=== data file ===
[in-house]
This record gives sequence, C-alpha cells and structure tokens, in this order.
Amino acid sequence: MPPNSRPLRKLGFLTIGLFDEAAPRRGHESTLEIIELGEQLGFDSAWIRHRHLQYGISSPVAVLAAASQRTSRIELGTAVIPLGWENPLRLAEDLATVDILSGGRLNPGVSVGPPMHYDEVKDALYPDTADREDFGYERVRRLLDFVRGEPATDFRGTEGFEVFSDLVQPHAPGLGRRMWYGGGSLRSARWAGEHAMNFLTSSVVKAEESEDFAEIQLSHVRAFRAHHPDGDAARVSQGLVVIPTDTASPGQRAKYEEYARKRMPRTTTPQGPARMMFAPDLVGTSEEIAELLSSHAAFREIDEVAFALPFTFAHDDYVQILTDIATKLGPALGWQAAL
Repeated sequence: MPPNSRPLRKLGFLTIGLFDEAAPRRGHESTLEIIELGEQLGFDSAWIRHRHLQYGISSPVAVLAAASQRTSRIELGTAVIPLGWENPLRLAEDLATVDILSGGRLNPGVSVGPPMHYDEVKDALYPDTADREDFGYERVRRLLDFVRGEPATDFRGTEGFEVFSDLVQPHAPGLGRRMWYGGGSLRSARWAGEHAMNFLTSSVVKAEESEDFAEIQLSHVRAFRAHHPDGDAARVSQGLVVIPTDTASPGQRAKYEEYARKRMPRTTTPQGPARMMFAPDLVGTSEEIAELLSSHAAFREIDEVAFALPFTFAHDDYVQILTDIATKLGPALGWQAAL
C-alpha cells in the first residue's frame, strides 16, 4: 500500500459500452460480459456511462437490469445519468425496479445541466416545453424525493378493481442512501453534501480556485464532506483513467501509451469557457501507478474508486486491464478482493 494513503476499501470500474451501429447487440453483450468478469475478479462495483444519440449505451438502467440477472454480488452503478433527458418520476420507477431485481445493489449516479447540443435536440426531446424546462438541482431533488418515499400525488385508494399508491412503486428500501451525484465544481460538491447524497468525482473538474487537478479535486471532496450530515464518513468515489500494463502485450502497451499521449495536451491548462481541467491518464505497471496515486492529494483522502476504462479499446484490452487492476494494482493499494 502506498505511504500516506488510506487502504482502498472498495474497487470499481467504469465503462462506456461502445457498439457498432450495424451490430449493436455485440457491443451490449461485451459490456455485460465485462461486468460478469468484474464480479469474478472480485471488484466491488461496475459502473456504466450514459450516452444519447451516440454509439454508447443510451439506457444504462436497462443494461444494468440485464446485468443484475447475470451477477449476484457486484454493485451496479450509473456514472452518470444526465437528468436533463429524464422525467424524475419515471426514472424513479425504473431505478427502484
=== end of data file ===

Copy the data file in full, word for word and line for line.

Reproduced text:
[in-house]
This record gives sequence, C-alpha cells and structure tokens, in this order.
Amino acid sequence: MPPNSRPLRKLGFLTIGLFDEAAPRRGHESTLEIIELGEQLGFDSAWIRHRHLQYGISSPVAVLAAASQRTSRIELGTAVIPLGWENPLRLAEDLATVDILSGGRLNPGVSVGPPMHYDEVKDALYPDTADREDFGYERVRRLLDFVRGEPATDFRGTEGFEVFSDLVQPHAPGLGRRMWYGGGSLRSARWAGEHAMNFLTSSVVKAEESEDFAEIQLSHVRAFRAHHPDGDAARVSQGLVVIPTDTASPGQRAKYEEYARKRMPRTTTPQGPARMMFAPDLVGTSEEIAELLSSHAAFREIDEVAFALPFTFAHDDYVQILTDIATKLGPALGWQAAL
Repeated sequence: MPPNSRPLRKLGFLTIGLFDEAAPRRGHESTLEIIELGEQLGFDSAWIRHRHLQYGISSPVAVLAAASQRTSRIELGTAVIPLGWENPLRLAEDLATVDILSGGRLNPGVSVGPPMHYDEVKDALYPDTADREDFGYERVRRLLDFVRGEPATDFRGTEGFEVFSDLVQPHAPGLGRRMWYGGGSLRSARWAGEHAMNFLTSSVVKAEESEDFAEIQLSHVRAFRAHHPDGDAARVSQGLVVIPTDTASPGQRAKYEEYARKRMPRTTTPQGPARMMFAPDLVGTSEEIAELLSSHAAFREIDEVAFALPFTFAHDDYVQILTDIATKLGPALGWQAAL
C-alpha cells in the first residue's frame, strides 16, 4: 500500500459500452460480459456511462437490469445519468425496479445541466416545453424525493378493481442512501453534501480556485464532506483513467501509451469557457501507478474508486486491464478482493 494513503476499501470500474451501429447487440453483450468478469475478479462495483444519440449505451438502467440477472454480488452503478433527458418520476420507477431485481445493489449516479447540443435536440426531446424546462438541482431533488418515499400525488385508494399508491412503486428500501451525484465544481460538491447524497468525482473538474487537478479535486471532496450530515464518513468515489500494463502485450502497451499521449495536451491548462481541467491518464505497471496515486492529494483522502476504462479499446484490452487492476494494482493499494 502506498505511504500516506488510506487502504482502498472498495474497487470499481467504469465503462462506456461502445457498439457498432450495424451490430449493436455485440457491443451490449461485451459490456455485460465485462461486468460478469468484474464480479469474478472480485471488484466491488461496475459502473456504466450514459450516452444519447451516440454509439454508447443510451439506457444504462436497462443494461444494468440485464446485468443484475447475470451477477449476484457486484454493485451496479450509473456514472452518470444526465437528468436533463429524464422525467424524475419515471426514472424513479425504473431505478427502484